5 Things to Know About Dermal Fillers

ONLY SKIN DEEP. Dawn Gibbs goes through the meat and potatoes of the most popular quick fix for facial aesthetics today: Dermal fillers


5 things to know dermal fillers


Dermal fillers are injectable substances used to plump up skin, fill in lines and wrinkles, help correct recessed scars,
and rejuvenate the face. They are commonly used to plump up the lips and remove deep creases that run from the nose to the corners of the mouth, and creases between the eyebrows.

The injections are an excellent alternative to facelifts and for patients who want to look younger and fresher but don’t want the cost or recovery time of surgery.



There are a few different types of dermal fillers, each made of different ingredients. The three most popular types of dermal fillers are fat, collagen and hyaluronic acid. Each of these fillers lasts about a year.

  • Human Fat
    The human fat used in dermal filler injections is analogous, meaning it comes from your own body. The surgeon will take fat from an area like your abdomen or thighs, clean it, and then inject it into the trouble spots on your face. This is an excellent option for people with severe allergies because your body won’t react to your own tissue. Some of the injected fat will be reabsorbed, so the surgeon will have to initially overfill the injection site. This will make the area look swollen for a few days, until the body absorbs the excess.
  • Collagen
    Collagen is a protein found in cow-derived products or in human skin, and is commonly used to plump up the lips. It can also be used to counteract the look of mild to moderate creases in the face. It’s a popular dermal filler option for
    patients who are maintaining their appearance after a facelift or other facial plastic surgeries. Patients who are using cow-derived collagen (bovine collagen) will need to undergo pre-treatment allergy testing.
  • Hyaluronic Acid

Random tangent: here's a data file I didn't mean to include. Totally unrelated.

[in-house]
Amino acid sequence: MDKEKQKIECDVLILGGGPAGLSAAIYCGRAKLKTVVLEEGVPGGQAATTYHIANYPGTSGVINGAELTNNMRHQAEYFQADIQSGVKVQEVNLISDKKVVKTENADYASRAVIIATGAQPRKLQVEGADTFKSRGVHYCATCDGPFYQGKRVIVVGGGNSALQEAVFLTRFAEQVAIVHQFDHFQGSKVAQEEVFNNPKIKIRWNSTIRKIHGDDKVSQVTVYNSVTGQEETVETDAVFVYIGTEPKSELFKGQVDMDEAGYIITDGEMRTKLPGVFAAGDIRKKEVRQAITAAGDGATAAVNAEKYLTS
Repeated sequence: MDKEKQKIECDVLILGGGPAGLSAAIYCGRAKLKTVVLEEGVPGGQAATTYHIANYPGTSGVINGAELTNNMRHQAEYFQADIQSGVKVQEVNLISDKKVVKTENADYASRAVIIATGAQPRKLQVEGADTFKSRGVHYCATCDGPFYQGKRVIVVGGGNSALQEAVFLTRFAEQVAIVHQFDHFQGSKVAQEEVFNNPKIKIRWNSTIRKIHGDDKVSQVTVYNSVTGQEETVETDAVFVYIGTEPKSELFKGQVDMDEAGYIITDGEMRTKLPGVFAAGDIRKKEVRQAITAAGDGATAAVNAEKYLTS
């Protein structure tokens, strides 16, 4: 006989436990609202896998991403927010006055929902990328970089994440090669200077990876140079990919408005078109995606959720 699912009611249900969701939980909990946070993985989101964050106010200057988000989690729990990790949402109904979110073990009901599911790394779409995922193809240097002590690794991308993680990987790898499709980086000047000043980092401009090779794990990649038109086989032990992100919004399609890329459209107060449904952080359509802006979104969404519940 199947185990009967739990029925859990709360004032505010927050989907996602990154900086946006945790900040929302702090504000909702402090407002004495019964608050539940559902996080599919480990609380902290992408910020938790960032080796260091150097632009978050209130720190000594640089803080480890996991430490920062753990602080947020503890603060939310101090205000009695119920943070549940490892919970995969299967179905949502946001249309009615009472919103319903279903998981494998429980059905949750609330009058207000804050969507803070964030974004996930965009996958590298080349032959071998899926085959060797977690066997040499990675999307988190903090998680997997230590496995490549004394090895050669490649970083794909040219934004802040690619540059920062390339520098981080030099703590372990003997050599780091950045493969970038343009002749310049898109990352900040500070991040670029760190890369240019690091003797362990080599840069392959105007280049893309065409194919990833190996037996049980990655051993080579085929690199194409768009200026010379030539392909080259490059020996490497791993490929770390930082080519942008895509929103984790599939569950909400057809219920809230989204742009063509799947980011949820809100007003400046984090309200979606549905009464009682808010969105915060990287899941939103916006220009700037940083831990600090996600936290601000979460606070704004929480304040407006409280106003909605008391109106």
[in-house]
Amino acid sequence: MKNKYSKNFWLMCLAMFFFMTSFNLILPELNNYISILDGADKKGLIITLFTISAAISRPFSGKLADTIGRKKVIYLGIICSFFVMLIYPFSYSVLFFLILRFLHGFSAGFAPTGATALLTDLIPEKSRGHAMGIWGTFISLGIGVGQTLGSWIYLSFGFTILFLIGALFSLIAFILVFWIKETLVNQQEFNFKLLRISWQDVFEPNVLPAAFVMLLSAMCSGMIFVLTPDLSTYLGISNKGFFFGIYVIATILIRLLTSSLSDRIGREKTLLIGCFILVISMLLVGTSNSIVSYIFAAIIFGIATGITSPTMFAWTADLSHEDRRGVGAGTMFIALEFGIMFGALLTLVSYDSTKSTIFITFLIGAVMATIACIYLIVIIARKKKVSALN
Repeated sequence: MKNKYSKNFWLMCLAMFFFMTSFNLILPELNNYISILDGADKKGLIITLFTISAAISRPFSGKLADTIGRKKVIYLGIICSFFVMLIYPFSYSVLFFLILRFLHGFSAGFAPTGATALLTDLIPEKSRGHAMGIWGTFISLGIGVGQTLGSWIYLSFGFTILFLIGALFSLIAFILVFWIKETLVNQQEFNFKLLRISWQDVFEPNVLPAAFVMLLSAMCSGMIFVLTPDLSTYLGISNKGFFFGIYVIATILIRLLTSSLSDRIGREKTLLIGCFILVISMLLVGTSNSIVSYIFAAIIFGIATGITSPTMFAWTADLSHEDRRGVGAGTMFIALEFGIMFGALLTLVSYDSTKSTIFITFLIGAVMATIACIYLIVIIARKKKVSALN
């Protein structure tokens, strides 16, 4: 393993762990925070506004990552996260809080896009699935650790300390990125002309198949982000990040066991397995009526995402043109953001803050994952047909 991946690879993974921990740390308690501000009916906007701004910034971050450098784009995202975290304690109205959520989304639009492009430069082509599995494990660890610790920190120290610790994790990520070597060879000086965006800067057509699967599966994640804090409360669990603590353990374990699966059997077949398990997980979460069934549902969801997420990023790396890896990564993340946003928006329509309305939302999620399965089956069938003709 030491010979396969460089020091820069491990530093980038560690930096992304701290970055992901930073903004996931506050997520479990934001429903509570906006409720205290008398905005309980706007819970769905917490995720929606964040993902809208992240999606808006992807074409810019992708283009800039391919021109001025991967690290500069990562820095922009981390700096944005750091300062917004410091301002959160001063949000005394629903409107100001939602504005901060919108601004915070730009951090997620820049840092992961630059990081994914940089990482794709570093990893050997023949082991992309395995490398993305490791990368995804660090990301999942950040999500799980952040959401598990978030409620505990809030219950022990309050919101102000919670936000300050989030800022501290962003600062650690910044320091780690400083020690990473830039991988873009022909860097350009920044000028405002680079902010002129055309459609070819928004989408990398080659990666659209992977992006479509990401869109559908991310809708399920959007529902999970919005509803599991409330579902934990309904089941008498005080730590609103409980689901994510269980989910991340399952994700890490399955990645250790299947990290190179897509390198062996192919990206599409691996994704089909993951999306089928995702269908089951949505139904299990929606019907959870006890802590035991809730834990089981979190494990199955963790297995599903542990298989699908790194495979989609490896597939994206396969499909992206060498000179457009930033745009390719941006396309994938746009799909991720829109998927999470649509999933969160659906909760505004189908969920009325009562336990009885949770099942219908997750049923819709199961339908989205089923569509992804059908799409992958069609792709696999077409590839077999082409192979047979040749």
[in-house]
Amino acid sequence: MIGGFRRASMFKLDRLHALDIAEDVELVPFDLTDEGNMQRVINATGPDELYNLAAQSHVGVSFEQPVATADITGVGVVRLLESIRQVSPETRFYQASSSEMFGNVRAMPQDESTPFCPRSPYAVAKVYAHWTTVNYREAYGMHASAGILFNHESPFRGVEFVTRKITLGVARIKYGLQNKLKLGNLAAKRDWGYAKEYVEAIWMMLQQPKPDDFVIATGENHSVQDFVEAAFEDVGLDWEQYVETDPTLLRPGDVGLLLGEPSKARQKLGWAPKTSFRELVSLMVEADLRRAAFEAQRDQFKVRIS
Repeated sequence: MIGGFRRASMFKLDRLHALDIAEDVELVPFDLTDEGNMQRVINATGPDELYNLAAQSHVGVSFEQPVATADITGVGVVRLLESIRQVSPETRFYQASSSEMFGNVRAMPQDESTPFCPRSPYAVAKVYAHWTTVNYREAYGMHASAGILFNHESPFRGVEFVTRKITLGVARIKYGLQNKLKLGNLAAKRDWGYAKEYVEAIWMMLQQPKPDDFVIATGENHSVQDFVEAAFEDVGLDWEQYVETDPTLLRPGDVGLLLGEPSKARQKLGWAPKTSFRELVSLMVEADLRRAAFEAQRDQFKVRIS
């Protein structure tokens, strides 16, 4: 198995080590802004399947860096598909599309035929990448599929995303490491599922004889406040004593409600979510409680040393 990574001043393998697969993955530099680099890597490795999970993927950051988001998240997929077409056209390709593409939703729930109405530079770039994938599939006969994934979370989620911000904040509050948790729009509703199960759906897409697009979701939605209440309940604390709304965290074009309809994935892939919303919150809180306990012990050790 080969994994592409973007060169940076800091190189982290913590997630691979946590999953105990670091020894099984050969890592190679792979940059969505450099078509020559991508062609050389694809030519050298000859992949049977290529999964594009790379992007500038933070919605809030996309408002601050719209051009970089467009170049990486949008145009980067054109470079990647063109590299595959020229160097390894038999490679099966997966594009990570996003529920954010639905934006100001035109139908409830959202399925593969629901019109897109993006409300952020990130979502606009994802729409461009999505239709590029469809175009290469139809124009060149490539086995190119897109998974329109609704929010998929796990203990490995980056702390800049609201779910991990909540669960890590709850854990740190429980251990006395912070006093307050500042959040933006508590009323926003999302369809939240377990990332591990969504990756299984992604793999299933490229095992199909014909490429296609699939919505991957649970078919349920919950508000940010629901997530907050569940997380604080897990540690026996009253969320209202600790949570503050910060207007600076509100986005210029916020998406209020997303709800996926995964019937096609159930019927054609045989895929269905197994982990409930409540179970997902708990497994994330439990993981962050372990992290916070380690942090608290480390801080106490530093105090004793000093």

Hyaluronic acid is a naturally occurring substance found in human connective tissues and around the eyes. When used as a cosmetic injectable, hyaluronic acid acts as a cushion that inflates the tissues, while simultaneously drawing water to the surface of the skin. It can be used in the cheek areas to replace lost fat and can also be used to fill in lines, wrinkles and folds.



A good candidate for dermal fillers will have a positive outlook and realistic expectations of the outcome. He or she will be undergoing dermal filler injections for personal reasons, and not to satisfy anyone else.

There is no “right” age for getting dermal fillers, but most patients are between the ages of 30 and 60. Older patients
may find that their skin has lost enough elasticity that they don’t get the results they want.



“Dermal fillers were the second most popular non-surgical cosmetic treatment in 2011, just after Botox injections”




Your surgeon will review your medical history to make sure you aren’t on any medications or undergoing any treatments that might interfere with the injections. He will evaluate your skin and help you decide which filler is right for you.

If you decide on a filler made from animal products, you may need to undergo allergy tests to make sure you won’t have any adverse reactions to the injections. The surgeon will also go over the risks and have you sign a letter of consent.



Dermal filler injections are usually a quick and easy procedure that you can undergo in the doctor’s office. You won’t be put under anesthesia, so you can drive yourself home afterward.

When you come in for your appointment, the surgeon will make small marks on your face to map out where the injections are going to go. Your skin will be cleaned, and there may be a topical numbing cream applied to the injection site. Some fillers are also mixed with painkiller to help with discomfort.

The injections are then administered, following the marks the surgeon made. When he is done, the marks will be removed. Some patients might be given a cold compress to help with any swelling that might occur.



There is no real downtime after a dermal filler treatment, and you can return to your normal routine immediately after your appointment. You might notice some redness, bruising or swelling, which will dissipate within 48 hours.

Avoid rubbing or massaging the injection site. If you are getting an injection of human fat, there will be an “overfilled” look that will begin to fade within a few days. Your recovery will be different if you had liposuction to harvest the donor fat.

Once the filler settles, the results will last up to one year.



Dermal fillers were the second-most popular non-surgical cosmetic treatment in 2011 (just after Botox injections). There are very few complications associated with the procedure.

The risks that do exist include infection, bruising, swelling, itching, migration of the filler, rashes or dissatisfaction with the results.




Dawn Gibbs writes for NOVA Plastic Surgery (novaplasticsurgery.com), a state-of-the-art plastic surgery office in North Virginia, USA.